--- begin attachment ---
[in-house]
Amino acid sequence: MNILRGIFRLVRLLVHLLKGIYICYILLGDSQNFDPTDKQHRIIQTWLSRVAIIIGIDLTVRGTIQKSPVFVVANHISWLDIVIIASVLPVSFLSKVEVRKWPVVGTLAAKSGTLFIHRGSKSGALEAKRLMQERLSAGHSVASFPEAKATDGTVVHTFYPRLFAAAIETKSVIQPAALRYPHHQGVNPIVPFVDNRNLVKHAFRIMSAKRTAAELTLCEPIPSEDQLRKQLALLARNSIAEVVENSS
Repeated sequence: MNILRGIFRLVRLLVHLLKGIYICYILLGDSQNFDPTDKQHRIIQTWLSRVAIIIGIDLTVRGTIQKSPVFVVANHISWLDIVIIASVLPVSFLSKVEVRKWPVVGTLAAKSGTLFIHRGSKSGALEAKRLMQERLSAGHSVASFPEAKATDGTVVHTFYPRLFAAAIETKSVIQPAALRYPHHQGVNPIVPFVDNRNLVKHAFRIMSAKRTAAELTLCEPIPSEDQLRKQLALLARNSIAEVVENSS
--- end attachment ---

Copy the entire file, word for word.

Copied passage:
[in-house]
Amino acid sequence: MNILRGIFRLVRLLVHLLKGIYICYILLGDSQNFDPTDKQHRIIQTWLSRVAIIIGIDLTVRGTIQKSPVFVVANHISWLDIVIIASVLPVSFLSKVEVRKWPVVGTLAAKSGTLFIHRGSKSGALEAKRLMQERLSAGHSVASFPEAKATDGTVVHTFYPRLFAAAIETKSVIQPAALRYPHHQGVNPIVPFVDNRNLVKHAFRIMSAKRTAAELTLCEPIPSEDQLRKQLALLARNSIAEVVENSS
Repeated sequence: MNILRGIFRLVRLLVHLLKGIYICYILLGDSQNFDPTDKQHRIIQTWLSRVAIIIGIDLTVRGTIQKSPVFVVANHISWLDIVIIASVLPVSFLSKVEVRKWPVVGTLAAKSGTLFIHRGSKSGALEAKRLMQERLSAGHSVASFPEAKATDGTVVHTFYPRLFAAAIETKSVIQPAALRYPHHQGVNPIVPFVDNRNLVKHAFRIMSAKRTAAELTLCEPIPSEDQLRKQLALLARNSIAEVVENSS